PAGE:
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For a time, the intracity rivalry between Jay-Z and Nas appeared destined to end like the beef between Pac and Big: in tragedy. Thankfully, this feud was resolved without bloodshed. 

The seeds of dispute were planted in 1996, when Nas failed to appear at a recording session for Jay's legendary debut album, Reasonable Doubt. Nas's sophomore record, released weeks after Jay's debut, included at least one line "inspired" by his rival. 

The beef took another step in 1997 when Jay-Z anointed himself New York City's best MC following the death of The Notorious B.I.G. In 1999, Jay-Z associate Memphis Bleek took aim at Nas, and in 2001, Jay ripped into the Queensbridge product on "Takeover," a track from his sixth album The Blueprint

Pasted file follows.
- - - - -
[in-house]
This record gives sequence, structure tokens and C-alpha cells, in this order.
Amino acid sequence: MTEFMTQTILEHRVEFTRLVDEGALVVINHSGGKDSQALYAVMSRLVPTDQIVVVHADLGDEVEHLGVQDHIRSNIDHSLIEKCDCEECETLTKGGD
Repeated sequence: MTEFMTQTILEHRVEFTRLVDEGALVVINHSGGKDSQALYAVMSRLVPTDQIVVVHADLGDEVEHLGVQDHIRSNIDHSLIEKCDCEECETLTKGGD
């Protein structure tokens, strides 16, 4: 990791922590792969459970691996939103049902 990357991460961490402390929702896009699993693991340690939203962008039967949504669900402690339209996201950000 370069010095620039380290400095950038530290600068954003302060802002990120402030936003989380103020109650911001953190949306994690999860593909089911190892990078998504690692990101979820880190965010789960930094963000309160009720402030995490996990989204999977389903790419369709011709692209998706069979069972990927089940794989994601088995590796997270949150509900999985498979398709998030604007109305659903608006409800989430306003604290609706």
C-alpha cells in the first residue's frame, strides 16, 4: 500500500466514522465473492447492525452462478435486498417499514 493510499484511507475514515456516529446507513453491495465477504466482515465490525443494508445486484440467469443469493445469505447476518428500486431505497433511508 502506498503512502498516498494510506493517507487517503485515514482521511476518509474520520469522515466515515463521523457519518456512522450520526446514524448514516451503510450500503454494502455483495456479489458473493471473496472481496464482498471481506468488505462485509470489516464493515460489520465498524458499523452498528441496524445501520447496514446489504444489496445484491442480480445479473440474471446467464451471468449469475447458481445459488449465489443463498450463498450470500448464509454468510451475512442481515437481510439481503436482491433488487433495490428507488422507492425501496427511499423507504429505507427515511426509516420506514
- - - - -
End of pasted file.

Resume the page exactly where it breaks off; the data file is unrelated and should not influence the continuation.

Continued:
Nas's response? Possibly the greatest diss track in hip-hop history, "Ether." The vicious attack took aim at Jay-Z's full Roc-A-Fella roster and was seen as a knock out blow on the streets. Not one to go down quietly, Jay responded with "Supa Ugly," a deeply personal response that earned the rapper a public reprimand from his own mother. 

Then, things got quiet. There were a couple diss tracks here and there, a couple subliminal jabs, but it seemed like both rappers had fired their best shots. The hip-hop community looked elsewhere for entertainment (see below) until 2005 when, on the East Rutherford, New Jersey, leg of Jay-Z's "I Declare War" tour, Nas joined his rival on stage to squash the beef. The duo performed "Dead Presidents" and "The World Is Yours," and everything was right in the hip-hop universe.